Last Thursday, at the invitation of Andy Wightman MSP (Scottish Greens), several conservationists attended the Scottish Parliament for a meeting to discuss illegal raptor persecution with Andy and some of his parliamentary colleagues. It was our privilege to be invited and we are grateful to Andy for the opportunity to contribute to what turned out to be a very productive session.
Prior to the start of our meeting, Andy invited some of us to attend a parliamentary reception for the Gift of Grouse (Gift of Rogues for you anagram fans) hosted by Kate Forbes MSP (SNP) and designed to celebrate red grouse as a ‘healthy and sustainable’ food. We’d actually blogged about this forthcoming event the day before where we’d argued that rather then being ‘healthy and sustainable’, red grouse shot on driven grouse moors were more likely to be toxic, diseased and unsustainably harvested (see here), so we were delighted to be able to attend as invited guests and listen to the speeches.
You can probably imagine the warm and welcoming reception we received from the pack of tweed-clad gamekeepers who’d come along to boost the numbers (the official press statement said the event was attended by “over 60 guests” – it wasn’t, there was about half that number, mostly from the grouse-shooting and game dealer industry and a handful of Conservative MSPs, and us) but all credit to Colin Sheddon (BASC) and Tim (Kim) Baynes (Scottish Land & Estates / Scottish Moorland Group / Gift of Grouse) who came over and introduced themselves. Kate Forbes also made a point of coming over and we had a brief chat about unsustainable driven grouse shooting and its association with the criminal killing of birds of prey.
So, the turn out was lacklustre and to be honest, so were the speeches. We heard from Andrew Hopetoun (of the infamous Leadhills Estate and Chairman of the Scottish Moorland Group) who muttered something about there being “environmental benefits” of driven grouse shooting but failed to elaborate on what those benefits are, and carefully avoided any mention of the long history of recorded raptor persecution at Leadhills, including the alleged shooting last year of a hen harrier and a short-eared owl. (Incidentally, we’re still waiting to see whether SNH imposes a General Licence restriction on this estate).
We heard from Jeremy Dixon of Ochil Foods in Perthshire (the company that supplies red grouse to Michelin-starred chef Andrew Fairlie at Gleneagles – you’ll remember him, he’s the one who falsely claimed red grouse are ‘organic’). Jeremy claimed that his company had seen a “five-fold increase in the demand for red grouse last year” – but then he was hardly going to say that his business is struggling to sell an unpopular product.
Then we heard from Chef Brian Grigor (The Balmoral Hotel, Edinburgh) who made the extraordinary claim that the red grouse that reaches your plate is ‘truly wild’ and has been ‘untouched by human hand’. Really, Brian? Is this the same ‘truly wild’ and ‘untouched by human hand’ bird that has been raised on a moor where all the native predators have been ruthlessly destroyed and the grouse itself has been netted in the middle of the night to have a powerful drug used in chemotherapy forced down its throat and a pesticide band attached to its leg that will transfer the pesticide directly to the grouse to kill off ticks (also used as a topical treatment in humans to treat scabies and pubic lice)?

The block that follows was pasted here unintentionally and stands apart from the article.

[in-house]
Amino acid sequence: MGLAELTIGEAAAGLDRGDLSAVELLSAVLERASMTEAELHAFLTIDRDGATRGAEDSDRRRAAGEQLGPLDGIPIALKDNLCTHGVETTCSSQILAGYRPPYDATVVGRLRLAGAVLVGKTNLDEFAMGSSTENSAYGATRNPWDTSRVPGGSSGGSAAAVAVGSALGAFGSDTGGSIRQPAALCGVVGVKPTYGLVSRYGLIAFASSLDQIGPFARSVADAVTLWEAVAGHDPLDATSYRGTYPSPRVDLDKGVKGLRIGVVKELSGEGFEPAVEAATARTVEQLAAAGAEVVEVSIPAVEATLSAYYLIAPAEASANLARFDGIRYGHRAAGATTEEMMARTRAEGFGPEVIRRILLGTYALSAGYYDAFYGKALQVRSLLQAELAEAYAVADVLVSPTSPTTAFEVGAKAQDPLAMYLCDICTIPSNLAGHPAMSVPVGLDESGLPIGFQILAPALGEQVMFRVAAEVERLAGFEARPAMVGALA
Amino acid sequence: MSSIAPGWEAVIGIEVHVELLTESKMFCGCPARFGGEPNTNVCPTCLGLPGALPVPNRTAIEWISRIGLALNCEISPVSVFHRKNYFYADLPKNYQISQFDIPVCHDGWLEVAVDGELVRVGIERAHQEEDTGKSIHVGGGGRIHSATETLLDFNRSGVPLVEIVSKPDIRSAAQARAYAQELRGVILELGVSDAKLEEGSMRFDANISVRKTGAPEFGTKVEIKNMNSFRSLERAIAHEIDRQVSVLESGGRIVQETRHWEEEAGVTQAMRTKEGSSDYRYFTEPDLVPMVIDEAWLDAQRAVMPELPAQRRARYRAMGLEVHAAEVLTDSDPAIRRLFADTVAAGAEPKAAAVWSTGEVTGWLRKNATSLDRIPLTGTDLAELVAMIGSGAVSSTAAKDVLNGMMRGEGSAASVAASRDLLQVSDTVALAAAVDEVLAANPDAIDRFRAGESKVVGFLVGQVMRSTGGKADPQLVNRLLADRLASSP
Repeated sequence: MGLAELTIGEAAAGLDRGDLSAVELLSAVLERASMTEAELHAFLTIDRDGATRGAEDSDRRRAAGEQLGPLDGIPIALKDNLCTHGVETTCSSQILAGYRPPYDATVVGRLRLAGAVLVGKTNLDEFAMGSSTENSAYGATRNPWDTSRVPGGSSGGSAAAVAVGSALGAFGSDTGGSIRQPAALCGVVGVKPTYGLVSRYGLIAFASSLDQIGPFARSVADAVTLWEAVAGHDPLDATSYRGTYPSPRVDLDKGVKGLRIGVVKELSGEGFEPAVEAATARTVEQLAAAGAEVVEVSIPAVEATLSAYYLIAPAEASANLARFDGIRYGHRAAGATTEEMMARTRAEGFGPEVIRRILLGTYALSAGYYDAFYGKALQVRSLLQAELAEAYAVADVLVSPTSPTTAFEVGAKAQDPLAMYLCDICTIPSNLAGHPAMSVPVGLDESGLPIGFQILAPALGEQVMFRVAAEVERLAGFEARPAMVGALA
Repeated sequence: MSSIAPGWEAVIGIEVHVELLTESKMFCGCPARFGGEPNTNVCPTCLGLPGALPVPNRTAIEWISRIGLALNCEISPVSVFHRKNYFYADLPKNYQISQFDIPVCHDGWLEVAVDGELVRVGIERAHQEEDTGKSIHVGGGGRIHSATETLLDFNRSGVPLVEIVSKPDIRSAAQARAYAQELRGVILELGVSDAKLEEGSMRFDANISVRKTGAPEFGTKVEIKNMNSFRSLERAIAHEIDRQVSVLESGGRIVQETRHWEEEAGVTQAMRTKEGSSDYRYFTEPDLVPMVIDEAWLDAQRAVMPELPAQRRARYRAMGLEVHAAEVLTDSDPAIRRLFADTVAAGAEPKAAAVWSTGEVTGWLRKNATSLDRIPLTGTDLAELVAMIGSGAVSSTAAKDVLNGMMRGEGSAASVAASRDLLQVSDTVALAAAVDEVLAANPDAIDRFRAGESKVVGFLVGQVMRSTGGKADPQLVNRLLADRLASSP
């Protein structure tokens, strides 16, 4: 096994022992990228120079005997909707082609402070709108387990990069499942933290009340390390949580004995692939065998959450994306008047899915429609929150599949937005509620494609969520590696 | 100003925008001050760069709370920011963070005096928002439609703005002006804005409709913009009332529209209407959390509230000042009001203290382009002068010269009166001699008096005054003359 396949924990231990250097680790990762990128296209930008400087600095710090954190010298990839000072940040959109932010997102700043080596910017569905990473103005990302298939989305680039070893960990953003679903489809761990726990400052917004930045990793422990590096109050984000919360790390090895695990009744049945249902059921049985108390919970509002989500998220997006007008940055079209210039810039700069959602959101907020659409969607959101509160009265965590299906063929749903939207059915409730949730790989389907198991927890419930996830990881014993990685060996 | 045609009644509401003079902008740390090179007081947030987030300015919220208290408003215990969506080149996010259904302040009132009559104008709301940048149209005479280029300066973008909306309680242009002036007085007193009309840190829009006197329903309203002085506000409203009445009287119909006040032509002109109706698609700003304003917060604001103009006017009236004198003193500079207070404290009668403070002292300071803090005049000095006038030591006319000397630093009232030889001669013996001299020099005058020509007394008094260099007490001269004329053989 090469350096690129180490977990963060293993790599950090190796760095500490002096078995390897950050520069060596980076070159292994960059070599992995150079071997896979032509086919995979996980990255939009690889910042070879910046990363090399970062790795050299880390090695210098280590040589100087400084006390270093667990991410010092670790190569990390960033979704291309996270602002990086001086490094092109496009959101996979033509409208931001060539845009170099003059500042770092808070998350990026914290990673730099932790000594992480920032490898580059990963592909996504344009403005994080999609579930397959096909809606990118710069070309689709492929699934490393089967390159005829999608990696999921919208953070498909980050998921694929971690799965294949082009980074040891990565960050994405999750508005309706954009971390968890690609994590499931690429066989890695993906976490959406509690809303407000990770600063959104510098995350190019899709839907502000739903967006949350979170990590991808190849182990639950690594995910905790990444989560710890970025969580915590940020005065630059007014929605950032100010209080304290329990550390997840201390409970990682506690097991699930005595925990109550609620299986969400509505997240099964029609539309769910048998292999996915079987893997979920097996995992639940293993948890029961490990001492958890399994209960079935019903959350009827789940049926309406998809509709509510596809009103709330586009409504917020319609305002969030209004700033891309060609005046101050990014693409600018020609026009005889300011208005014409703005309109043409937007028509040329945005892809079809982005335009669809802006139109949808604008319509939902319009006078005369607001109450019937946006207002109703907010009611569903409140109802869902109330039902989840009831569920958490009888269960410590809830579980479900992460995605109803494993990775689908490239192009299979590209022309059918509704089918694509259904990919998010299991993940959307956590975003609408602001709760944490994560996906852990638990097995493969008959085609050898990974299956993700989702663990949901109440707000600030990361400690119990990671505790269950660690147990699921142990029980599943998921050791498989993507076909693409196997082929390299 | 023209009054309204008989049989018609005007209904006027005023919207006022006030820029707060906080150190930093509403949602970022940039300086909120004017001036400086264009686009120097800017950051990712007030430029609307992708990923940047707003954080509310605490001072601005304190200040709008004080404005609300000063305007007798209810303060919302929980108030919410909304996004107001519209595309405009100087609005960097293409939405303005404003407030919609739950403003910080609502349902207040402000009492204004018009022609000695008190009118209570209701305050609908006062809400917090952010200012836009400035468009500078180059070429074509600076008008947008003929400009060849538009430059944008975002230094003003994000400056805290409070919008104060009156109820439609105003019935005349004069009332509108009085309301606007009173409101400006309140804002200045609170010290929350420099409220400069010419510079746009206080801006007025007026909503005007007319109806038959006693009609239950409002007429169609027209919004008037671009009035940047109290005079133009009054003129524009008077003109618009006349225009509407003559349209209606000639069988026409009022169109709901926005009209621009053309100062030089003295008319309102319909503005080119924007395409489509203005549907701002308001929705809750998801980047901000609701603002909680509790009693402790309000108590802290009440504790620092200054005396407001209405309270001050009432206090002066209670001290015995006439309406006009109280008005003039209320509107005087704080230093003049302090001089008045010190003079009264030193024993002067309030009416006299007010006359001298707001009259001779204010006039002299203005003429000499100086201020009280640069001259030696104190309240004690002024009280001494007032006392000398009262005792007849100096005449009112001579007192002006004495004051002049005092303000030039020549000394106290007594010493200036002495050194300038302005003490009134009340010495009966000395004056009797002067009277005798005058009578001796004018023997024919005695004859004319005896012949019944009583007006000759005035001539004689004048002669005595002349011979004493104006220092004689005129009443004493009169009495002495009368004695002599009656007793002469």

Brian had produced some grouse canapes for the reception and needless to say we weren’t tempted. We did consider collecting a few to have them tested for excessive quantities of toxic poisonous lead and a dose of the anti-parasitic wormer drug Flubendazole but that seemed a bit rude. We might instead just visit his restaurant later in the year and buy some grouse for testing.
We did check out the goodie bags but they weren’t up to much, either. Although we did find a pamphlet that repeats a false claim that 81 bird species thrive on grouse moors – a claim we debunked over a year ago.
We left the reception wondering what its objectives had been – a group of grouse-shooting industry insiders talking to some other grouse-shooting industry insiders and a few tame Conservative MSPs all seemed a bit pointless. But then we read this, and of course it all became clear: just another PR propaganda exercise designed to portray political support for the industry, although this time they probably hadn’t banked on Andy Wightman MSP having the final word:
“There’s no assurance standards around grouse, we don’t know where the source of it is and we know there’s criminality mainly around the illegal culling of protected raptors.
Produce from a system that involves criminal activity should not get to the plates of high end restaurants.
I would also question whether grouse is healthy.”
Amusingly, our presence at this event prompted this outburst from Scottish Gamekeepers’ Association Director, Bert Burnett (thanks to the blog reader who sent us these images). A free Gift of Rogues goodie bag for anyone who can spot the irony!